If you printed it out and distributed your “Oracle can eat a bunch of dicks” pamphlet at your local subway stop, it could charge you for this too, because your zine has violated two counts of their ToS. This is the same way the government made the leap that Swartz violating an academic journal’s ToS by downloading too many articles was a felony punishable by decades of jail time. The current CFAA makes no distinction between pirating Oracle software and making crude, immature zines, and they like it this way.
Adobe and the Software and Information Industry Association (SIAA) also came up as anti-CFAA reform while conducting research for this article. The SIAA represents hundreds of companies including Oracle, Google, Goldman Sachs and educational companies like Amplify, Teachley, TeacherMatch and the MIT Technology Review.
When the SIAA is not hosting conferences, their main function is to actively lobby Congress. Back in 2012, Senators Chuck Grassley, Al Franken, and Mike Lee were trying to reform the vague language in the CFAA but SIAA lobbyists opposed all “proposals that would limit the definition of ‘exceeds authorized access’ in the CFAA in any way that would prevent its application to violation of contractual obligations or agreements.” In April of 2013 the group, particularly Adobe and Oracle, were still fighting CFAA reform. Oracle’s quite dogged in its anti-CFAA reform stance.
Swartz’s death galvanized CFAA reform in his name, with a proposed amendment called “Aaron’s Law.” It was one bright spot in an otherwise bleak time.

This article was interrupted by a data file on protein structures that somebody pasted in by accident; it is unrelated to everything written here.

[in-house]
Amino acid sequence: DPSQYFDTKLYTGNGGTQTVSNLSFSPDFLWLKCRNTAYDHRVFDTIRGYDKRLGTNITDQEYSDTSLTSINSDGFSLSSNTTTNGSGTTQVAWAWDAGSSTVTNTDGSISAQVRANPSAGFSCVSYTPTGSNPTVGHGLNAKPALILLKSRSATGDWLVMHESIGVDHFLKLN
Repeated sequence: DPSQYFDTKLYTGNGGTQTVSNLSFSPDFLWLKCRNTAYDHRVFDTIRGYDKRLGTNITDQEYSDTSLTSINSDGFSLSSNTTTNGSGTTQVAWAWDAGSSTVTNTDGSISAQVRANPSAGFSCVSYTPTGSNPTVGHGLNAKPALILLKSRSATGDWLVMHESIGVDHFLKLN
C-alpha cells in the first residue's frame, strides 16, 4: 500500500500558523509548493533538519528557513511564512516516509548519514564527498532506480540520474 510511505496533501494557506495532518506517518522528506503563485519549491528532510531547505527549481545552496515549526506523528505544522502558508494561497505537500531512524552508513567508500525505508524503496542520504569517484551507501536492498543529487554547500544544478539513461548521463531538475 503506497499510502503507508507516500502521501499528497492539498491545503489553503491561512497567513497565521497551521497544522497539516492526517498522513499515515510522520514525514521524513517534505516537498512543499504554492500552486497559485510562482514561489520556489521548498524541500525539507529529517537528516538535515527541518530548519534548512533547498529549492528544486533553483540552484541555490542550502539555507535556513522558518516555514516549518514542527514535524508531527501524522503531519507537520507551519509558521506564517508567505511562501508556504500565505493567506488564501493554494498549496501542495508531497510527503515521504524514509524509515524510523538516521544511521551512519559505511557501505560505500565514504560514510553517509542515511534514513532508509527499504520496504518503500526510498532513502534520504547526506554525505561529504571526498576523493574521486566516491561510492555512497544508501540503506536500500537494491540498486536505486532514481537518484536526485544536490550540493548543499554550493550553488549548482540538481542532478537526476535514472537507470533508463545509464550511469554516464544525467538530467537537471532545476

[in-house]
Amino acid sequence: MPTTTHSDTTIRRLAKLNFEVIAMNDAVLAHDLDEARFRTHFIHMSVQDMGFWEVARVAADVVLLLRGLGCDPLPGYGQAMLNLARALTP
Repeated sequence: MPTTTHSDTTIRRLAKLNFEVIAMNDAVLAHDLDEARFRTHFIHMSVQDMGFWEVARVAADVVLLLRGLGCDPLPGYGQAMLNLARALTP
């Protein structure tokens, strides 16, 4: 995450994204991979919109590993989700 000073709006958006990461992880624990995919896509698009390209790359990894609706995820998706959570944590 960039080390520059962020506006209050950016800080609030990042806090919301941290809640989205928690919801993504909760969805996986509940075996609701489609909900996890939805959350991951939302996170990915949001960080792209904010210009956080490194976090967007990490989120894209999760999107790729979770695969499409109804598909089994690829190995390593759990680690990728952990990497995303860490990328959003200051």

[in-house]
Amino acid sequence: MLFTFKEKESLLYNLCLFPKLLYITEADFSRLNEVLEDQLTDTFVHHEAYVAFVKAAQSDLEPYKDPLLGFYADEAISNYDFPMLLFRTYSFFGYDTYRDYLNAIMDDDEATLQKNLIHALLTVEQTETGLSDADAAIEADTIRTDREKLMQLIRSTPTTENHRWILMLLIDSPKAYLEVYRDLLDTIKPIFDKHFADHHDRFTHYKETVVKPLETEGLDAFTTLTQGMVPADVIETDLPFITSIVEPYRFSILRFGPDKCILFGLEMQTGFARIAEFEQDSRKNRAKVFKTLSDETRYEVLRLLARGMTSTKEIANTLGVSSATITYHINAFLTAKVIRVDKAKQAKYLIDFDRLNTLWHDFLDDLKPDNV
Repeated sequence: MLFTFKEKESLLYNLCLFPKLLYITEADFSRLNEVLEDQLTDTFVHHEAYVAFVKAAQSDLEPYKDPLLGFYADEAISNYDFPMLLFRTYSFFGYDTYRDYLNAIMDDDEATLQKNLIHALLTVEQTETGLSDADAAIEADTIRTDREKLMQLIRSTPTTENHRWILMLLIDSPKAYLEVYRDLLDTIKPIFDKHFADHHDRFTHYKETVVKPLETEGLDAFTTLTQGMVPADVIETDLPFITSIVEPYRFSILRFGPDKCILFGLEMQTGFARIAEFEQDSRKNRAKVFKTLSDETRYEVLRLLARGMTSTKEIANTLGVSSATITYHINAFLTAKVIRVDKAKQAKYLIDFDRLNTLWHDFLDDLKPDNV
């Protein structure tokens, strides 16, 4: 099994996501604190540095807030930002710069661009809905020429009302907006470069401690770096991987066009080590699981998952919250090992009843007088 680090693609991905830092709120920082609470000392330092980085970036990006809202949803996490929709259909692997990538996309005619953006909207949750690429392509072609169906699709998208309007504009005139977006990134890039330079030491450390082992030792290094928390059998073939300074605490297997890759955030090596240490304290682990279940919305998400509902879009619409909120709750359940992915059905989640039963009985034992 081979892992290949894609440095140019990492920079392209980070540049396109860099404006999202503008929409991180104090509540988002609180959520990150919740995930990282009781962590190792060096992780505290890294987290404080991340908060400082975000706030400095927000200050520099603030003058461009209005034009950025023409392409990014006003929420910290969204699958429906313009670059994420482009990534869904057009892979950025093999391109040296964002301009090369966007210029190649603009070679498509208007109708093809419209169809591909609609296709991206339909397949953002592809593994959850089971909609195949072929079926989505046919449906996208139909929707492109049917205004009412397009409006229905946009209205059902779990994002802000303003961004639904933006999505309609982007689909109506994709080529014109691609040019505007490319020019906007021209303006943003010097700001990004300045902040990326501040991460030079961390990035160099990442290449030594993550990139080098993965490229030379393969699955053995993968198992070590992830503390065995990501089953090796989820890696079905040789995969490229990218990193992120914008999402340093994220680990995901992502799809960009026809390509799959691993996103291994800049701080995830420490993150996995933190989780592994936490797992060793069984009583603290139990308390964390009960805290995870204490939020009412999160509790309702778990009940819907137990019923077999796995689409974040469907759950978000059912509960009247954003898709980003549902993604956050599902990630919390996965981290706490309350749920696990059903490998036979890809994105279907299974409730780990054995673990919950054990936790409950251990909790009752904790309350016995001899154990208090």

Despite the pushback from Oracle Corporation and hesitation from unnamed tech companies, the supporters and co-sponsors of Aaron’s Law remain positive, saying the proposal has already had a legal impact. Demand Progress’ David Segal wrote in an email, “Aaron's Law doesn't look poised to move just now, but it's served a very important purposehaving it introduced makes it far less likely that the CFAA will be expanded, and we've found ourselves having to fend off expansion efforts at least twice in the last year.”
Aaron’s Law co-sponsor Senator Wyden told Motherboard in a statement he is still working on building support for the amendment and that the current proposal “is sending a clear signal to the Department of Justice and overzealous prosecutors.” He added, “Americans should not be subject to felony prosecution, for example, for violating a Term of Service”—which sadly “wasn’t the case with respect to Aaron.”
Near the very end of the Internet’s Own Boy, George Washington University Law School professor Orin Kerr tells Knappenberger the legal system is “still trying to figure out what’s the line between less serious offenses and more serious offenses” when it comes to computer crimes and misuse and the CFAA. But how can lawmakers figure out where that line is, when they’re influenced by big money fighting every effort to define it?